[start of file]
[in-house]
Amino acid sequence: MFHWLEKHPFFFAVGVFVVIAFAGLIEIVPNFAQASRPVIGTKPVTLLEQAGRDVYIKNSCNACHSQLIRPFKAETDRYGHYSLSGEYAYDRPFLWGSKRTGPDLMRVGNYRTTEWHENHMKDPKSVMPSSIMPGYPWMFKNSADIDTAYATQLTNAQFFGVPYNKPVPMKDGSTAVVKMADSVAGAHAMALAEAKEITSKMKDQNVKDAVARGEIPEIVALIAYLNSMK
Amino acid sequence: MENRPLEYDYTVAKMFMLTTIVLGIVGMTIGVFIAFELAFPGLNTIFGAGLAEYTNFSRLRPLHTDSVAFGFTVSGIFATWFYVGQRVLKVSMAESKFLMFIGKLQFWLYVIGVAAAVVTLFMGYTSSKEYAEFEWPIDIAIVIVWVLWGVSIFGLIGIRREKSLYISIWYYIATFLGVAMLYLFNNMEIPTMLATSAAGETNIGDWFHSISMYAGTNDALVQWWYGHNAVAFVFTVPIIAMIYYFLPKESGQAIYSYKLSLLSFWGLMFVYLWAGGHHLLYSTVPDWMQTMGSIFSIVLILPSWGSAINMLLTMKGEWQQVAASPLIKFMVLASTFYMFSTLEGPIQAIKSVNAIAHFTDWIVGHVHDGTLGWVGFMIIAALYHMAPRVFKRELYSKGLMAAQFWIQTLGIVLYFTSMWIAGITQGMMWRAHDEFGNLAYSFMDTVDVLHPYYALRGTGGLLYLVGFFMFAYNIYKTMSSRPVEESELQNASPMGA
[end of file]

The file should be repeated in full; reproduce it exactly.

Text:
[in-house]
Amino acid sequence: MFHWLEKHPFFFAVGVFVVIAFAGLIEIVPNFAQASRPVIGTKPVTLLEQAGRDVYIKNSCNACHSQLIRPFKAETDRYGHYSLSGEYAYDRPFLWGSKRTGPDLMRVGNYRTTEWHENHMKDPKSVMPSSIMPGYPWMFKNSADIDTAYATQLTNAQFFGVPYNKPVPMKDGSTAVVKMADSVAGAHAMALAEAKEITSKMKDQNVKDAVARGEIPEIVALIAYLNSMK
Amino acid sequence: MENRPLEYDYTVAKMFMLTTIVLGIVGMTIGVFIAFELAFPGLNTIFGAGLAEYTNFSRLRPLHTDSVAFGFTVSGIFATWFYVGQRVLKVSMAESKFLMFIGKLQFWLYVIGVAAAVVTLFMGYTSSKEYAEFEWPIDIAIVIVWVLWGVSIFGLIGIRREKSLYISIWYYIATFLGVAMLYLFNNMEIPTMLATSAAGETNIGDWFHSISMYAGTNDALVQWWYGHNAVAFVFTVPIIAMIYYFLPKESGQAIYSYKLSLLSFWGLMFVYLWAGGHHLLYSTVPDWMQTMGSIFSIVLILPSWGSAINMLLTMKGEWQQVAASPLIKFMVLASTFYMFSTLEGPIQAIKSVNAIAHFTDWIVGHVHDGTLGWVGFMIIAALYHMAPRVFKRELYSKGLMAAQFWIQTLGIVLYFTSMWIAGITQGMMWRAHDEFGNLAYSFMDTVDVLHPYYALRGTGGLLYLVGFFMFAYNIYKTMSSRPVEESELQNASPMGA